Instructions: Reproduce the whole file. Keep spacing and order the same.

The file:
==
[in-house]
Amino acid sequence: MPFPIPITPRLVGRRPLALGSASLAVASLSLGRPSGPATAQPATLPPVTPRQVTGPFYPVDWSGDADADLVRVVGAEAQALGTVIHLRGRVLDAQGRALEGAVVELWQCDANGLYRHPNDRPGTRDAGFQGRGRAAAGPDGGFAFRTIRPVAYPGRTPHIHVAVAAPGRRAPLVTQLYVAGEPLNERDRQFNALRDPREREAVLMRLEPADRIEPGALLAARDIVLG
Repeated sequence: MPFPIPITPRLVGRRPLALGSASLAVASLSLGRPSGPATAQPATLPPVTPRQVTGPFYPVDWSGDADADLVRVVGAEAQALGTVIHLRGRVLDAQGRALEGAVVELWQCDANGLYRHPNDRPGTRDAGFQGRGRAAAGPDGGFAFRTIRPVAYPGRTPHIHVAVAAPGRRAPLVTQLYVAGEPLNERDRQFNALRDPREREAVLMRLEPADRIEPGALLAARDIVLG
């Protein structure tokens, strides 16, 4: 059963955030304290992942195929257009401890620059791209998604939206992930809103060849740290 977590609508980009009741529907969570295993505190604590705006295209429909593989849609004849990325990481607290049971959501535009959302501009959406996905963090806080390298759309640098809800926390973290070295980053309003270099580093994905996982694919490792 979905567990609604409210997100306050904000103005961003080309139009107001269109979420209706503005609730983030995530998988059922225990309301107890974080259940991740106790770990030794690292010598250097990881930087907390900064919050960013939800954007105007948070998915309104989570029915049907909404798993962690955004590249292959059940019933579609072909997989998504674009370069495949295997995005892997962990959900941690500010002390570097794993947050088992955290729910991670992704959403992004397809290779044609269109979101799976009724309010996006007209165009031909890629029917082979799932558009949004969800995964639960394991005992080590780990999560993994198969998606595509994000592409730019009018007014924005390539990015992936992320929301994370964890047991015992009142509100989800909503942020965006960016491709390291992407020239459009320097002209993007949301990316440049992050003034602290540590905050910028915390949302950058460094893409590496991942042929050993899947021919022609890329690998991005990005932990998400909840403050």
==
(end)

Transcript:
[in-house]
Amino acid sequence: MPFPIPITPRLVGRRPLALGSASLAVASLSLGRPSGPATAQPATLPPVTPRQVTGPFYPVDWSGDADADLVRVVGAEAQALGTVIHLRGRVLDAQGRALEGAVVELWQCDANGLYRHPNDRPGTRDAGFQGRGRAAAGPDGGFAFRTIRPVAYPGRTPHIHVAVAAPGRRAPLVTQLYVAGEPLNERDRQFNALRDPREREAVLMRLEPADRIEPGALLAARDIVLG
Repeated sequence: MPFPIPITPRLVGRRPLALGSASLAVASLSLGRPSGPATAQPATLPPVTPRQVTGPFYPVDWSGDADADLVRVVGAEAQALGTVIHLRGRVLDAQGRALEGAVVELWQCDANGLYRHPNDRPGTRDAGFQGRGRAAAGPDGGFAFRTIRPVAYPGRTPHIHVAVAAPGRRAPLVTQLYVAGEPLNERDRQFNALRDPREREAVLMRLEPADRIEPGALLAARDIVLG
């Protein structure tokens, strides 16, 4: 059963955030304290992942195929257009401890620059791209998604939206992930809103060849740290 977590609508980009009741529907969570295993505190604590705006295209429909593989849609004849990325990481607290049971959501535009959302501009959406996905963090806080390298759309640098809800926390973290070295980053309003270099580093994905996982694919490792 979905567990609604409210997100306050904000103005961003080309139009107001269109979420209706503005609730983030995530998988059922225990309301107890974080259940991740106790770990030794690292010598250097990881930087907390900064919050960013939800954007105007948070998915309104989570029915049907909404798993962690955004590249292959059940019933579609072909997989998504674009370069495949295997995005892997962990959900941690500010002390570097794993947050088992955290729910991670992704959403992004397809290779044609269109979101799976009724309010996006007209165009031909890629029917082979799932558009949004969800995964639960394991005992080590780990999560993994198969998606595509994000592409730019009018007014924005390539990015992936992320929301994370964890047991015992009142509100989800909503942020965006960016491709390291992407020239459009320097002209993007949301990316440049992050003034602290540590905050910028915390949302950058460094893409590496991942042929050993899947021919022609890329690998991005990005932990998400909840403050």